The Ultimate Guide to Studying for the SAT & ACT

An impressive score on the SAT or ACT might mean the difference between your safety school and dream school. To optimize the choices of colleges and financial aid rewards,  every student should aim for a high score on either or both exams.

What subjects are covered on the SAT and ACT?

The SAT covers three sections–Critical Reading, Math, and Writing. The ACT has up to five sections–English, Math, Reading, Science, and an optional writing section.

In what format will the questions and answers be?

On the SAT, most of the questions will be multiple choice, but you will also be required to write an essay and complete 10 math problems with student-produced answers. For specifics on the structure, read here. On the ACT, the questions on all of the sections except the writing section will be multiple choice. For specifics on the format, read here.

What will I have to write about in the essay portion of both the SAT and ACT?

The essay portion on both tests will ask you to write a well-developed response to a question asking your point of view. It is best if you spend some time reading the assignment carefully and thinking about how to frame your answer. Don’t try to simplify your answers, but take the time to develop them fully. Use examples from what you have already learned in school as well as real life experience.

How do I know if I should prepare for the writing portion of the ACT?

Some schools require scores for the writing portion while other schools do not. If you are applying for one or two specific schools and you know they do not require the writing, then you don’t need to worry about preparing for this section. If you are not sure the requirements for a school or plan to send your ACT scores to several schools, it is probably safest to take the written portion.

How can I practice for the English portion of the SAT and ACT?

Studying vocabulary will help you do better on the English tests. Make flash cards, study with a friend, and incorporate new vocabulary words into your everyday language. You can also find some online help as well. The ACT also has a reading comprehension section. You will not be required to know anything other than what is provided in each portion of the test. To best prepare for this section, you should sharpen your attention to detail and make sure you read the passages carefully.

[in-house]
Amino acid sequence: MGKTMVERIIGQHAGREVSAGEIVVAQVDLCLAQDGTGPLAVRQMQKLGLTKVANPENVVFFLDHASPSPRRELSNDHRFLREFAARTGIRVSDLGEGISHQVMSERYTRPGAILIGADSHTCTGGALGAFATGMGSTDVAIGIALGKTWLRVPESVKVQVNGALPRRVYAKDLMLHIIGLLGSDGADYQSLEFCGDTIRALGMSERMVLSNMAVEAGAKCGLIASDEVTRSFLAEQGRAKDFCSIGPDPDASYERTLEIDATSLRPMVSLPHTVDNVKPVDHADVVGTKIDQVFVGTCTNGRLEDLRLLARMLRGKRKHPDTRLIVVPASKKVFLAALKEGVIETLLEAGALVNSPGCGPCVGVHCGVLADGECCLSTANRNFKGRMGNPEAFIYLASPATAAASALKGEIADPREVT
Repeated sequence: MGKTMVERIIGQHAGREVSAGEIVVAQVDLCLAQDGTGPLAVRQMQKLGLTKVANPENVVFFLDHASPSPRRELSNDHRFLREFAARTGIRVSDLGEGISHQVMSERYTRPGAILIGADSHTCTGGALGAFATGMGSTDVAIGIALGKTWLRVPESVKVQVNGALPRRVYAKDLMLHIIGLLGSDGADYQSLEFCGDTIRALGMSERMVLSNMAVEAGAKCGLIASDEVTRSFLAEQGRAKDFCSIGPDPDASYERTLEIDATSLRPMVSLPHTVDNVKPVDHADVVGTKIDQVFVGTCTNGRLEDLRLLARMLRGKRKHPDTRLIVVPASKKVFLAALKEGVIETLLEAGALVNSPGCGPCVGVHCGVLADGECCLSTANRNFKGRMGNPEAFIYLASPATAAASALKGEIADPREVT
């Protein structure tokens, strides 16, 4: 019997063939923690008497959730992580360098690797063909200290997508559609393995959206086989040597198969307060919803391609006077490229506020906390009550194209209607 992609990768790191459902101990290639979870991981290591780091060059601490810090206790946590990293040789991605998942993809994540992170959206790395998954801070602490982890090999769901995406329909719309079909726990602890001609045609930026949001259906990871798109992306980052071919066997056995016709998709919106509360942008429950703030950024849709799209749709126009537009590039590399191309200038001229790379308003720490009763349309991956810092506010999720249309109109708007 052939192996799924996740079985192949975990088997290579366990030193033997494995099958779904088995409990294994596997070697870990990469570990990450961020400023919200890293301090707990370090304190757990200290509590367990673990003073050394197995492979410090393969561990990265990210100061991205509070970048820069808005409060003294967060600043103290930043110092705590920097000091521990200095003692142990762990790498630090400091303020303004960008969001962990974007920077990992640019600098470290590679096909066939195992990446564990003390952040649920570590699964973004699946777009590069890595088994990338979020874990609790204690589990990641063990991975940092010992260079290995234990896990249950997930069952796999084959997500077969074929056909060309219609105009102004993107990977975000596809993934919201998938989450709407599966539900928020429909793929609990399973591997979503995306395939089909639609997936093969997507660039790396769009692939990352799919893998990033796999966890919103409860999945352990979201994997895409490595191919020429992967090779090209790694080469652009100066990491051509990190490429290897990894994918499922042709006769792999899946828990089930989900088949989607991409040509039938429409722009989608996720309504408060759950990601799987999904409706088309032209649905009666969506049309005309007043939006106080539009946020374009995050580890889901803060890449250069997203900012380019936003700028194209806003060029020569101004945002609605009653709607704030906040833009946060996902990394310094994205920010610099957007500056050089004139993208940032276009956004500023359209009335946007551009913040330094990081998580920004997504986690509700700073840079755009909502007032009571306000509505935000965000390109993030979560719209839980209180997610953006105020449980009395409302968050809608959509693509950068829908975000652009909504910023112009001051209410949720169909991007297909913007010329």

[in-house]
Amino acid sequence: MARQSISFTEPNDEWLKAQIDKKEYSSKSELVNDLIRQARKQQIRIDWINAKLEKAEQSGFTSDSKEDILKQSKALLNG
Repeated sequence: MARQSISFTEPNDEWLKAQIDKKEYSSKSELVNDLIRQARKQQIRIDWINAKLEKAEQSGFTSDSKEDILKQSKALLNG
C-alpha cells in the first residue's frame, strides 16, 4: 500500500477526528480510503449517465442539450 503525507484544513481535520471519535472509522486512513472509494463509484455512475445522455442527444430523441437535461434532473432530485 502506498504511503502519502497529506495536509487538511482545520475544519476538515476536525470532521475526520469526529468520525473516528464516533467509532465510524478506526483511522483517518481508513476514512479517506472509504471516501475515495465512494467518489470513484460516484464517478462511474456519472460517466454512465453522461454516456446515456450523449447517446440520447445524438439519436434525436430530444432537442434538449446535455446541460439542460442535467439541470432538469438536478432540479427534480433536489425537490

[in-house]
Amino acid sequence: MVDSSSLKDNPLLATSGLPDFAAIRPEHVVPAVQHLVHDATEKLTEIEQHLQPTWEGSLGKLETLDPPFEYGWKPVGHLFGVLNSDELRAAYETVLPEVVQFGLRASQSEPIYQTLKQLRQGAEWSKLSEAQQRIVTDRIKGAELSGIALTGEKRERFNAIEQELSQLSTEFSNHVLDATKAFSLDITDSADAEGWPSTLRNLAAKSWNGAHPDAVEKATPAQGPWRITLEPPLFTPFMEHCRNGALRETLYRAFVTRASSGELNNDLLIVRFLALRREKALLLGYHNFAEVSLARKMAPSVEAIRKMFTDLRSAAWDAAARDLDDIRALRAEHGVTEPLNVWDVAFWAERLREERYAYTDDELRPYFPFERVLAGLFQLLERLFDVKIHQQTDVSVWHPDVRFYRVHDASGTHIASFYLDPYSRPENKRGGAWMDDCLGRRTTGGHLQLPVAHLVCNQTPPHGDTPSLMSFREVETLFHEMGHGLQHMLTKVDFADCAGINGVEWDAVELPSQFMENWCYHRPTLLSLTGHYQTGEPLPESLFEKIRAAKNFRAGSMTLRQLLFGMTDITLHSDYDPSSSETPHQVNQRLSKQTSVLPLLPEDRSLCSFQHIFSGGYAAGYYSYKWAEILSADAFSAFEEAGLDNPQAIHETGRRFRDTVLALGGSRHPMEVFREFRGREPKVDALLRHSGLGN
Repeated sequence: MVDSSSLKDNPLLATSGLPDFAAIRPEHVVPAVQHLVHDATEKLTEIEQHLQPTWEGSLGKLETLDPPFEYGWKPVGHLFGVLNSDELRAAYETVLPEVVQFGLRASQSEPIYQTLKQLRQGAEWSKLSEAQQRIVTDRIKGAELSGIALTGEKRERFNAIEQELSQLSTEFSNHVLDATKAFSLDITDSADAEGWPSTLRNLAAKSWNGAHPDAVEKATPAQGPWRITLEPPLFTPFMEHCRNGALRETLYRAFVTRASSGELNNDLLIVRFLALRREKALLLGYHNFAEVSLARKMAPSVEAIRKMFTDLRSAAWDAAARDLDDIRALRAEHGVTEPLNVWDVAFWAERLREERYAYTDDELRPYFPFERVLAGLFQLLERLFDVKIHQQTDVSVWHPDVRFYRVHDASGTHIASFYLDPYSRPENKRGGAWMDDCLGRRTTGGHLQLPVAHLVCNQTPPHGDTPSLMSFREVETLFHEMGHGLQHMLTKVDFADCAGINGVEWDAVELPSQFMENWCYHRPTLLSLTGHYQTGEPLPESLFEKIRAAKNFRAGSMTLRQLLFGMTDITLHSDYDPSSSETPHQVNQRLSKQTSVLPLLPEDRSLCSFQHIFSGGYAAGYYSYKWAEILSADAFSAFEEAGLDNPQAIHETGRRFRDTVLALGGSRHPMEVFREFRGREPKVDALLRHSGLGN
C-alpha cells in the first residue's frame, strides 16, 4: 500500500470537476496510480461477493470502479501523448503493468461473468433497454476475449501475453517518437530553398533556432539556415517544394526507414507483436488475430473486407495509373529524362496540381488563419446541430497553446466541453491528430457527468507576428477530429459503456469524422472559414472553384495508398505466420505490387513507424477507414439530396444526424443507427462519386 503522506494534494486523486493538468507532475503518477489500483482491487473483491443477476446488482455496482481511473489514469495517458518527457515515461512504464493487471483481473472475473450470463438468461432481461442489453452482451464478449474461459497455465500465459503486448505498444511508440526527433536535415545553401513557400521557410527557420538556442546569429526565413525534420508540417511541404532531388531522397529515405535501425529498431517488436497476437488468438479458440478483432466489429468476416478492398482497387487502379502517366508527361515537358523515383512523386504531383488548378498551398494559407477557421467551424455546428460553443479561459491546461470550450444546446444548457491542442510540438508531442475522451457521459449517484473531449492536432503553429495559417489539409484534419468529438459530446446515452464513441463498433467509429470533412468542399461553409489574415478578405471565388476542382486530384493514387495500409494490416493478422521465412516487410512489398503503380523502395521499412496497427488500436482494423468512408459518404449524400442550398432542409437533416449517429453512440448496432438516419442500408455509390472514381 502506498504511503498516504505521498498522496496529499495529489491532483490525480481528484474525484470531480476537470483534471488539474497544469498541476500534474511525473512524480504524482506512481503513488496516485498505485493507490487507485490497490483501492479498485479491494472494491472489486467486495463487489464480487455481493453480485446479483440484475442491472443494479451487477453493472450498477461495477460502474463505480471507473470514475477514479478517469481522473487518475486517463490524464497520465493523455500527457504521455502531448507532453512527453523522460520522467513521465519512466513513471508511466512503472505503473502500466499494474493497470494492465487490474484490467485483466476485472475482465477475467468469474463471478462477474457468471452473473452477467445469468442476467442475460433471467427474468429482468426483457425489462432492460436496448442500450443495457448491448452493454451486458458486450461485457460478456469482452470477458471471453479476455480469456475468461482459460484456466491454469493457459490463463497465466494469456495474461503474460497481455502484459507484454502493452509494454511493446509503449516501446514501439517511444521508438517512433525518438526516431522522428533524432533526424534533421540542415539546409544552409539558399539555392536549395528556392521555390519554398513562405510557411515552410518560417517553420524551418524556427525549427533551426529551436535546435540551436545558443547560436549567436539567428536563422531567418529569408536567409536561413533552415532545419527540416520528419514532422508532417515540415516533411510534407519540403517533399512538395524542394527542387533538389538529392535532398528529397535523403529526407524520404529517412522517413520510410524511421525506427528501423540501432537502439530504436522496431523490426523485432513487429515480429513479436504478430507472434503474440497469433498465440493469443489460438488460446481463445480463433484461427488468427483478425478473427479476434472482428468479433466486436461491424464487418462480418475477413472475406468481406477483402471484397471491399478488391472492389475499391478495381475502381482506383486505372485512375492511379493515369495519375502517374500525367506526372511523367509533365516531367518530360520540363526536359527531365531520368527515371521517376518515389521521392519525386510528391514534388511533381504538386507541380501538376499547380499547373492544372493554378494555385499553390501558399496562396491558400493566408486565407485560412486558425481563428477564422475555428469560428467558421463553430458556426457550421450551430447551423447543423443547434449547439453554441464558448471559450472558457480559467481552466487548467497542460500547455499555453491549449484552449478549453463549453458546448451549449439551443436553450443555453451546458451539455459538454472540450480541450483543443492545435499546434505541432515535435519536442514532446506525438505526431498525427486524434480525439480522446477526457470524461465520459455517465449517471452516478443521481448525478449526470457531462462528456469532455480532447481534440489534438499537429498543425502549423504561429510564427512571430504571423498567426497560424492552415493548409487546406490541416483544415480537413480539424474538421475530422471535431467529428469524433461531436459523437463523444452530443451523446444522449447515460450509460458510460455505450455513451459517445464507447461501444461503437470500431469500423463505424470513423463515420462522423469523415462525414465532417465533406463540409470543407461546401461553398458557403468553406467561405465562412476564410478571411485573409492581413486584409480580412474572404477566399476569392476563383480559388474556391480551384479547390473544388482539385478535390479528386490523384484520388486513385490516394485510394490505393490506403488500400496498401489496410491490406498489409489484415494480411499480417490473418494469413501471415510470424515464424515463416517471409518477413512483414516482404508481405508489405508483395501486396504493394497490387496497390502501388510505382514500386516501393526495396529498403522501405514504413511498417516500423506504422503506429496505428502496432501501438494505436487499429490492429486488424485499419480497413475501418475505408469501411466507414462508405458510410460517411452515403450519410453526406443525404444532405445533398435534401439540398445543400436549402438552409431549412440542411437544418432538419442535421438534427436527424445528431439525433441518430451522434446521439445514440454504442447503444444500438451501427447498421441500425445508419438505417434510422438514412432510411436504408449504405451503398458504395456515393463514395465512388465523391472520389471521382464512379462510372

How can I best prepare for the math on the SAT and ACT?

On the SAT, the math questions start easier and get progressively harder. The test does not require any math theories you have not already been taught by tenth grade, but will require you to rely on your critical thinking skills. You can find some practice questions at this site. ACT math questions also rely on critical thinking skills and will only ask for theories and computations that are typically taught through eleventh grade. For ACT practice questions, you can go here.

Can I use a calculator during the real SAT and ACT tests?

You may use a calculator during both the SAT and ACT, so be sure to use one while you study for the exams as well.

What can I expect on the Science portion of the ACT?

The science portion is based on all the science you should have learned through your high school career including biology and earth sciences. You should make sure you are familiar with data representation such as graphs and tables, research summaries, and recognizing and analyzing hypotheses. Relying on your reasoning skills will help you with this section. If you want to sharpen your reasoning skills, try this podcast designed to help reasoning skills for the LSAT.

Should I take practice tests?

Yes, taking practice tests under similar conditions as you can expect on test day will help prepare you for the format and time constraints of the real test, thereby helping to eliminate any surprises. Practice tests also help you learn time management during the test so you don’t get caught short when the time limit has expired.

Where can I find free practice tests?

Searching on the Internet will turn up plenty of opportunities for practice tests. Some free tests are available at ProProfs along with other SAT study aids such as study guides, flashcards, quizzes, and more. For ACT practice tests, you can go to sites such as

Should I guess on the questions I’m not sure about?

The SAT counts off points for wrong answers, so you should not randomly guess if you are not sure about the answer. The ACT does not count off for wrong answers, so guessing if you are not sure will only improve your chances of getting points for the question.